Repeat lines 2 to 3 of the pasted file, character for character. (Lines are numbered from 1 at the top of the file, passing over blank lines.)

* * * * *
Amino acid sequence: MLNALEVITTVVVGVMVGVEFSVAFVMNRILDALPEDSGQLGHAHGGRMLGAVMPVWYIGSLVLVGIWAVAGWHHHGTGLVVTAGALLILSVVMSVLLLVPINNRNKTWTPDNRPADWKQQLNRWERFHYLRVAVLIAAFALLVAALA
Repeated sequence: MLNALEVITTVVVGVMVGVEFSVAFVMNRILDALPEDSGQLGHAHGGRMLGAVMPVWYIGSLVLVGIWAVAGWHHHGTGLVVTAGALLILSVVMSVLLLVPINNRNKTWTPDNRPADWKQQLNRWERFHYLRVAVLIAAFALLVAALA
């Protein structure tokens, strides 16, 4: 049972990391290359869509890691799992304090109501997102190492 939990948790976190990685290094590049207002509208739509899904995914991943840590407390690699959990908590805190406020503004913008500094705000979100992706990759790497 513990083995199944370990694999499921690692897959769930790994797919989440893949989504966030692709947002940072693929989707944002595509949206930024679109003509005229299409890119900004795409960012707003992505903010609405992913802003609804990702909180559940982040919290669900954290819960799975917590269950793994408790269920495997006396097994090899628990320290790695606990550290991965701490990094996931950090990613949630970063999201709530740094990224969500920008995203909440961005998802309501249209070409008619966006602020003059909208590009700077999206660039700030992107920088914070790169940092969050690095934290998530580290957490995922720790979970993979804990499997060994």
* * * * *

Repeated sequence: MLNALEVITTVVVGVMVGVEFSVAFVMNRILDALPEDSGQLGHAHGGRMLGAVMPVWYIGSLVLVGIWAVAGWHHHGTGLVVTAGALLILSVVMSVLLLVPINNRNKTWTPDNRPADWKQQLNRWERFHYLRVAVLIAAFALLVAALA
């Protein structure tokens, strides 16, 4: 049972990391290359869509890691799992304090109501997102190492 939990948790976190990685290094590049207002509208739509899904995914991943840590407390690699959990908590805190406020503004913008500094705000979100992706990759790497 513990083995199944370990694999499921690692897959769930790994797919989440893949989504966030692709947002940072693929989707944002595509949206930024679109003509005229299409890119900004795409960012707003992505903010609405992913802003609804990702909180559940982040919290669900954290819960799975917590269950793994408790269920495997006396097994090899628990320290790695606990550290991965701490990094996931950090990613949630970063999201709530740094990224969500920008995203909440961005998802309501249209070409008619966006602020003059909208590009700077999206660039700030992107920088914070790169940092969050690095934290998530580290957490995922720790979970993979804990499997060994």